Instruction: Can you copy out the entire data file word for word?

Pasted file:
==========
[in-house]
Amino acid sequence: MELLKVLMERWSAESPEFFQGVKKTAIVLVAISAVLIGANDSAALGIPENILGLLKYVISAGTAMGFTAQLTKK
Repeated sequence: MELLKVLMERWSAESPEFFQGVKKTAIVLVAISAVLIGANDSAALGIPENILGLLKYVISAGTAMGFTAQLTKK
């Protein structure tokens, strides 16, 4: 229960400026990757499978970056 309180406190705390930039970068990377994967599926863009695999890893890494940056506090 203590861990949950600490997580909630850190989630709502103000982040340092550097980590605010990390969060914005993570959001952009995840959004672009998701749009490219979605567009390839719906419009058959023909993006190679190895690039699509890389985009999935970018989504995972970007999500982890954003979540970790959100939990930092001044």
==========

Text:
[in-house]
Amino acid sequence: MELLKVLMERWSAESPEFFQGVKKTAIVLVAISAVLIGANDSAALGIPENILGLLKYVISAGTAMGFTAQLTKK
Repeated sequence: MELLKVLMERWSAESPEFFQGVKKTAIVLVAISAVLIGANDSAALGIPENILGLLKYVISAGTAMGFTAQLTKK
């Protein structure tokens, strides 16, 4: 229960400026990757499978970056 309180406190705390930039970068990377994967599926863009695999890893890494940056506090 203590861990949950600490997580909630850190989630709502103000982040340092550097980590605010990390969060914005993570959001952009995840959004672009998701749009490219979605567009390839719906419009058959023909993006190679190895690039699509890389985009999935970018989504995972970007999500982890954003979540970790959100939990930092001044």